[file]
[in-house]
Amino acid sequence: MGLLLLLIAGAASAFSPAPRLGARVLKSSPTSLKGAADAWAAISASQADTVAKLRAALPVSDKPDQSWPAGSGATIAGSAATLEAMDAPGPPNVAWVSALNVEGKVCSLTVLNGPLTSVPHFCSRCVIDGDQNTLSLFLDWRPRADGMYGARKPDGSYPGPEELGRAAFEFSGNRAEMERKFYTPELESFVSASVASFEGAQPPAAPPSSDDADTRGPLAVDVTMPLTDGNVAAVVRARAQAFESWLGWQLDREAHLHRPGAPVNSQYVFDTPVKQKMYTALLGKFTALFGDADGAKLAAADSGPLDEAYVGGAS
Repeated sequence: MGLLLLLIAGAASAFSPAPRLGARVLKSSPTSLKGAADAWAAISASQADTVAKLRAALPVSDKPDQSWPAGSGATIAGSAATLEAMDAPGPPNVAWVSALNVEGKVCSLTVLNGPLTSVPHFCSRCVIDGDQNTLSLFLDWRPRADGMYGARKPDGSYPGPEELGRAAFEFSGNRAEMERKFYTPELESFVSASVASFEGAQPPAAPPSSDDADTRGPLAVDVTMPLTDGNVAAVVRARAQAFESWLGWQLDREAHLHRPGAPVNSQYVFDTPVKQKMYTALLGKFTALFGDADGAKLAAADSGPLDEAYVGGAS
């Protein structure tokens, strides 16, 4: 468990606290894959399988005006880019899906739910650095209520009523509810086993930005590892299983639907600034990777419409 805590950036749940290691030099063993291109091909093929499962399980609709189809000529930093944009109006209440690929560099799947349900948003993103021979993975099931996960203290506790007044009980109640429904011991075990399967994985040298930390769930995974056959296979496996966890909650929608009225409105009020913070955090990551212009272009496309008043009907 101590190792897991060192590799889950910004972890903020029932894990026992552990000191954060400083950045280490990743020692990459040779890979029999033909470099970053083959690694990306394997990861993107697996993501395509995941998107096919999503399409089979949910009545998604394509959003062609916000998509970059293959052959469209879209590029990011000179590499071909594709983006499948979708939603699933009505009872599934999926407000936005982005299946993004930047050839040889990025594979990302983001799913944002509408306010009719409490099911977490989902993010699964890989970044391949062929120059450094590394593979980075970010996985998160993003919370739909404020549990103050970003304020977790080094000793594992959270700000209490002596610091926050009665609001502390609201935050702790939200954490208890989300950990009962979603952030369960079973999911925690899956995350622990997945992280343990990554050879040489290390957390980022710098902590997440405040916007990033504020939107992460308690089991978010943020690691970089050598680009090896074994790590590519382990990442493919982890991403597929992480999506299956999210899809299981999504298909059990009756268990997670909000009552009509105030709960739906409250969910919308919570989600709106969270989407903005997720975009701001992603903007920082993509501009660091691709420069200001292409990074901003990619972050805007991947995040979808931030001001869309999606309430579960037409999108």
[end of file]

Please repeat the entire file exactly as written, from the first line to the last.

[in-house]
Amino acid sequence: MGLLLLLIAGAASAFSPAPRLGARVLKSSPTSLKGAADAWAAISASQADTVAKLRAALPVSDKPDQSWPAGSGATIAGSAATLEAMDAPGPPNVAWVSALNVEGKVCSLTVLNGPLTSVPHFCSRCVIDGDQNTLSLFLDWRPRADGMYGARKPDGSYPGPEELGRAAFEFSGNRAEMERKFYTPELESFVSASVASFEGAQPPAAPPSSDDADTRGPLAVDVTMPLTDGNVAAVVRARAQAFESWLGWQLDREAHLHRPGAPVNSQYVFDTPVKQKMYTALLGKFTALFGDADGAKLAAADSGPLDEAYVGGAS
Repeated sequence: MGLLLLLIAGAASAFSPAPRLGARVLKSSPTSLKGAADAWAAISASQADTVAKLRAALPVSDKPDQSWPAGSGATIAGSAATLEAMDAPGPPNVAWVSALNVEGKVCSLTVLNGPLTSVPHFCSRCVIDGDQNTLSLFLDWRPRADGMYGARKPDGSYPGPEELGRAAFEFSGNRAEMERKFYTPELESFVSASVASFEGAQPPAAPPSSDDADTRGPLAVDVTMPLTDGNVAAVVRARAQAFESWLGWQLDREAHLHRPGAPVNSQYVFDTPVKQKMYTALLGKFTALFGDADGAKLAAADSGPLDEAYVGGAS
């Protein structure tokens, strides 16, 4: 468990606290894959399988005006880019899906739910650095209520009523509810086993930005590892299983639907600034990777419409 805590950036749940290691030099063993291109091909093929499962399980609709189809000529930093944009109006209440690929560099799947349900948003993103021979993975099931996960203290506790007044009980109640429904011991075990399967994985040298930390769930995974056959296979496996966890909650929608009225409105009020913070955090990551212009272009496309008043009907 101590190792897991060192590799889950910004972890903020029932894990026992552990000191954060400083950045280490990743020692990459040779890979029999033909470099970053083959690694990306394997990861993107697996993501395509995941998107096919999503399409089979949910009545998604394509959003062609916000998509970059293959052959469209879209590029990011000179590499071909594709983006499948979708939603699933009505009872599934999926407000936005982005299946993004930047050839040889990025594979990302983001799913944002509408306010009719409490099911977490989902993010699964890989970044391949062929120059450094590394593979980075970010996985998160993003919370739909404020549990103050970003304020977790080094000793594992959270700000209490002596610091926050009665609001502390609201935050702790939200954490208890989300950990009962979603952030369960079973999911925690899956995350622990997945992280343990990554050879040489290390957390980022710098902590997440405040916007990033504020939107992460308690089991978010943020690691970089050598680009090896074994790590590519382990990442493919982890991403597929992480999506299956999210899809299981999504298909059990009756268990997670909000009552009509105030709960739906409250969910919308919570989600709106969270989407903005997720975009701001992603903007920082993509501009660091691709420069200001292409990074901003990619972050805007991947995040979808931030001001869309999606309430579960037409999108």